Our courtyard project has continued throughout January with a look at measuring the courtyard, since kindergarten has been absorbed with measurement during this month. In kindergarten we have been largely involved with using nonstandard units of measurements as we forgo yardsticks and other measuring devices, and use instead our feet, our hands, our fingers….We spread our measurement over a couple weeks, and first used nonstandard measurements. The children selected a part of their body that they would use to measure the perimeter of the courtyard. Kindergarteners learned the word perimeter, and step by step discovered how many of their footsteps would circle the courtyard. Wonder of wonders, when compared with their eighth grade buddies, the numbers didn’t match up. What was happening?
The next week we brought in a variety of standard measuring devices, such as a meter stick, measuring tapes, rulers….The children set to work again, and the middle schoolers found this more challenging as they tried to make their measurements more accurate, which isn’t always easy when your helper is a five or six year old! The children were able to see that common ground was met when they used standard units of measurement (and that you need to take care as you make those measurements).
As we looked at the questions the children (both kindergarteners as well as eighth graders) posed for exploration in our study of the courtyard, one was a look at the plants that grow in the courtyard. We thought of ways they could experience/investigate these plants in a way that would fully involve both kindergarteners as well as their more mature friends.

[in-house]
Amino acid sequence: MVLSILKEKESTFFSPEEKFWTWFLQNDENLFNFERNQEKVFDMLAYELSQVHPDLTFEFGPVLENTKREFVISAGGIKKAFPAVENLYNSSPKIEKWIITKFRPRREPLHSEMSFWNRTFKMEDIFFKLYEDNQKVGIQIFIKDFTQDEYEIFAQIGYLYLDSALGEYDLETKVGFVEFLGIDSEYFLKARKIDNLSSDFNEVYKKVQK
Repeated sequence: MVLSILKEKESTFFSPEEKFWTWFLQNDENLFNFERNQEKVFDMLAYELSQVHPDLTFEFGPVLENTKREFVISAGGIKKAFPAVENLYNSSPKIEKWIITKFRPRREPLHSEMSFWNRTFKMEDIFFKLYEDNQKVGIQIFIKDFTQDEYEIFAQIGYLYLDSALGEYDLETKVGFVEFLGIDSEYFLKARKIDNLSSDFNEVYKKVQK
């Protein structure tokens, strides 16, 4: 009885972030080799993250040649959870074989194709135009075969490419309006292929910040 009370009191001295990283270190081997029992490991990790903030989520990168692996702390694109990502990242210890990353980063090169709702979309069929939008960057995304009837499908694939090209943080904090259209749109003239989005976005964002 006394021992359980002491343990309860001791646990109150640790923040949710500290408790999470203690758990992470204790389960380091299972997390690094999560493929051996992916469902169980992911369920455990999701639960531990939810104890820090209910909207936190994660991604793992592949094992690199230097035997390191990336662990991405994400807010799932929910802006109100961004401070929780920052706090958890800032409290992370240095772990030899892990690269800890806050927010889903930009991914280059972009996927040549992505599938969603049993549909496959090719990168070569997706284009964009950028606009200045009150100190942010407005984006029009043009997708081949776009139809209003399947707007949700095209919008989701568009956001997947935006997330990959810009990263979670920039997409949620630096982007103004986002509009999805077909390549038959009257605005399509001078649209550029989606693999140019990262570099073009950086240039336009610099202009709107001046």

We decided that it would be a duel process, in which the children would work together in making detailed drawings of a plant of their choice in the courtyard. The eighth graders will add another step to the process by using their skills in research to find both the scientific name of the plant of their choice as well as the common name. Today they worked together to select and draw their plant, and during the course of the week the older children will find the name(s) of their plant and will label their drawing in the hallway.
It is such a joy to see the delight on the faces of the kindergarten children when they realize they will have a chance to spend some quality time with their beloved science buddies. Their lives are richer for having this time to spend with an eighth grade friend, and they are learning so much from the experience of working together on a common project.